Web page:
Money & Career
5 ways to stretch your grocery dollars
Money & Career
5 ways to stretch your grocery dollars
Unlike Old Mother Hubbard, most families are more concerned about an empty wallet than a bare cupboard. When money is tight, we quickly look for ways to cut back on spending. It’s easy to forfeit a night at the movies or a new handbag, but spending less on food isn’t so simple.
“Groceries are not the most fun thing to give up,” says Tracey Drabyk-Zirk, a rural leadership specialist working with Manitoba Agriculture, Food and Rural Initiatives.
“But lots of times we don’t suffer from the change. It’s just adopting a new mind-set.”
Here are five ways to create that mind-set and stretch your grocery dollars.
1. Set a budget
“Evaluating your spending habits will show you where your money is going,” says Drabyk-Zirk. Track your spending by saving grocery receipts. Separate grocery and non-grocery items, such as magazines and toilet paper, which are available at the grocery store but shouldn’t be included in your food budget. Then decide how much cash, not credit, you’re willing to devote to groceries.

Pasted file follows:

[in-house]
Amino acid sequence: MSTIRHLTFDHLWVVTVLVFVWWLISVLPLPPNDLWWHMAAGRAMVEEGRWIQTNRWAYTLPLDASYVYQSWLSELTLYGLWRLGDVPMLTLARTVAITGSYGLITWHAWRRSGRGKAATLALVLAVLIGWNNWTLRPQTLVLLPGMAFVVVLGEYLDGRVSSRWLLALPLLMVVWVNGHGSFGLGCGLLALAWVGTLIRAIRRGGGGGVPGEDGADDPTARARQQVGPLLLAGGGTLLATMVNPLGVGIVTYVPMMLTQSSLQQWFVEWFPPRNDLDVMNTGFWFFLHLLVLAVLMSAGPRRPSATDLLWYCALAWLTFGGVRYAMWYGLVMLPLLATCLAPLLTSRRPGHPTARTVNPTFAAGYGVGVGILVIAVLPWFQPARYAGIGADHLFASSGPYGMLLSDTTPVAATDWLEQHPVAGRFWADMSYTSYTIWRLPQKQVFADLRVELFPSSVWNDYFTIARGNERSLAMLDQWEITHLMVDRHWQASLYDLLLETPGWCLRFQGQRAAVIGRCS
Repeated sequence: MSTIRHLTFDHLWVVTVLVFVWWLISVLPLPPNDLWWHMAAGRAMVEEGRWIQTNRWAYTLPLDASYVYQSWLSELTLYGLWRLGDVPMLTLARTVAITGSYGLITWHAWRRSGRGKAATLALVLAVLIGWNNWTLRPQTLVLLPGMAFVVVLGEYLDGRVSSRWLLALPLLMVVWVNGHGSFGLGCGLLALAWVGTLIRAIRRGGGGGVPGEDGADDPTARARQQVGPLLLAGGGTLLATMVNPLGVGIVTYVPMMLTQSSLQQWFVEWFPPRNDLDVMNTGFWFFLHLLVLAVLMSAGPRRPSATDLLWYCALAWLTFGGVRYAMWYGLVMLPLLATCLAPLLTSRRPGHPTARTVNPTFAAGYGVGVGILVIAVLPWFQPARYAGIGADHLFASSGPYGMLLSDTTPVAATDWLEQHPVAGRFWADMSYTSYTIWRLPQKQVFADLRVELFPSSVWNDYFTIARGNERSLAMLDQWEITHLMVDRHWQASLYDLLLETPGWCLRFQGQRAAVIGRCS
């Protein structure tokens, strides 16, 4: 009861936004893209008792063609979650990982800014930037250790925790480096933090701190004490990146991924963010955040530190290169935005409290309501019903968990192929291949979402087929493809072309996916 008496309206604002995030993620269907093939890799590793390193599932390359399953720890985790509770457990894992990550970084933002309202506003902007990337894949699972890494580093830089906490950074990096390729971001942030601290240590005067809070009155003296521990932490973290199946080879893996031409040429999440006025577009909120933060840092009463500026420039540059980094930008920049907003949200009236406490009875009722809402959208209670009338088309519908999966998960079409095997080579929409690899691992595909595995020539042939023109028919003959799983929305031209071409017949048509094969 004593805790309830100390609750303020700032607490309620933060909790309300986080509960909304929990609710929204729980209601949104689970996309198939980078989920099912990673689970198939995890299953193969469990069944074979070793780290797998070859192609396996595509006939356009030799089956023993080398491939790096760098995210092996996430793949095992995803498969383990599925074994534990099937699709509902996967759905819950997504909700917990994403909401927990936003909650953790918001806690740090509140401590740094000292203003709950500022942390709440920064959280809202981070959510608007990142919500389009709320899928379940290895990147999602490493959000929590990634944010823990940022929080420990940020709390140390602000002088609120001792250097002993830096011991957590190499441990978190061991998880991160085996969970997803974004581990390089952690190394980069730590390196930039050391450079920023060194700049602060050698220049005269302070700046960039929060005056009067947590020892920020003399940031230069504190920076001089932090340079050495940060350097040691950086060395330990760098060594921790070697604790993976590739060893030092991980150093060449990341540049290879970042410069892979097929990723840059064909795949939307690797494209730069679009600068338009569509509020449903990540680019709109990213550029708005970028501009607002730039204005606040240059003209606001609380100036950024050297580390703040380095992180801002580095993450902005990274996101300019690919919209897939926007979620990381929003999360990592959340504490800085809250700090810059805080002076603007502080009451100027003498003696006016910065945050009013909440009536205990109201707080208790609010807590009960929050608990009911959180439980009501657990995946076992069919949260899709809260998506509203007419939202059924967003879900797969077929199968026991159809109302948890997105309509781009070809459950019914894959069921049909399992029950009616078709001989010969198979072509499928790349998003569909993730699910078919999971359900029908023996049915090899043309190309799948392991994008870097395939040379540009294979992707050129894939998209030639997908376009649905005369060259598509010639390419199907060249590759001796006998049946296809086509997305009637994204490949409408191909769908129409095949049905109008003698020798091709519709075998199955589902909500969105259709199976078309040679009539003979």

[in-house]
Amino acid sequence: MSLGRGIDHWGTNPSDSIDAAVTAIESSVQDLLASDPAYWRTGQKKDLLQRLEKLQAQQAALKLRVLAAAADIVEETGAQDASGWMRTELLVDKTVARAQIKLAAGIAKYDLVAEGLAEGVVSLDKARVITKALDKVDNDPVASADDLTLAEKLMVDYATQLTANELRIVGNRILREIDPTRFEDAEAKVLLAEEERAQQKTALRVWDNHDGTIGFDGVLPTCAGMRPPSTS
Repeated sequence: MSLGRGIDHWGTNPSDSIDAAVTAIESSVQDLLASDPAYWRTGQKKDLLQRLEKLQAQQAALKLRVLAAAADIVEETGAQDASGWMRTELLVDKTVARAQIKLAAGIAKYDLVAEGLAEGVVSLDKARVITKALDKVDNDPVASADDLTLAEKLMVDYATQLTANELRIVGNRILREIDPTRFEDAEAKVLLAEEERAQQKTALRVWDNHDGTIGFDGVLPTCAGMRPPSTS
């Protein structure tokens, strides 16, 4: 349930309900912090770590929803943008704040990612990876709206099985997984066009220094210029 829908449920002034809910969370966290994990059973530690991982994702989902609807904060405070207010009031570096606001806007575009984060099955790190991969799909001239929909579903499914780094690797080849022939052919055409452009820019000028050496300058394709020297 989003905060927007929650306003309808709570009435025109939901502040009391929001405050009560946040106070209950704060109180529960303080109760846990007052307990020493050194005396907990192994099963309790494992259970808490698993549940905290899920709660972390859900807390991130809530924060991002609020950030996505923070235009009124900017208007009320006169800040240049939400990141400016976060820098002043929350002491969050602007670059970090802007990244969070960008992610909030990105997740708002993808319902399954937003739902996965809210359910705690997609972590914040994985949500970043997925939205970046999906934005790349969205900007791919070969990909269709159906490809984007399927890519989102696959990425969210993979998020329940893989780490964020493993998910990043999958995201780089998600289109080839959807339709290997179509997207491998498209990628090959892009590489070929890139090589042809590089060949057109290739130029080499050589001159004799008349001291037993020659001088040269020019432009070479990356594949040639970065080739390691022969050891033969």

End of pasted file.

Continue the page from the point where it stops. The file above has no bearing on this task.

TIP: While you have all those receipts at hand, notice when the prices on items you buy every week are at a high or low point. When the price hits its low, buy a few so that you can skip the item when it slides into the high range.
2. Involve the family
If you clean out the crisper once a week to throw away rotten fruit and veggies, you may as well be tossing loonies and toonies instead. “It doesn’t matter how good a food is for you, if you don’t like it, you’re not going to eat it,” says Edna Schutz, a facilitator with Home Economics for Living Project in Regina. Take note of preferences and eating habits. Ask the family to brainstorm ways to balance the grocery budget, so that everyone takes ownership of the spending plan.
TIP: When it comes to stepping foot in the store, solo works best. “Go alone or at least without family members who are going to bug you to buy more,” adds Betty Burwell, a home economist and money-management counsellor in Saskatoon.
Page 1 of 43. Plan a menu
Elizabeth Frank, a professional dietitian in Lunenberg, N.S., raised four children – her youngest is now 35 – while working full time. “I planned exactly what I was going to have for every meal – breakfast, lunch, supper, snacks, everything,” says Frank, who owns South Shore Healthy Diet and Nutrition Services. “That way I didn’t walk in the door and wonder what I was going to cook tonight.”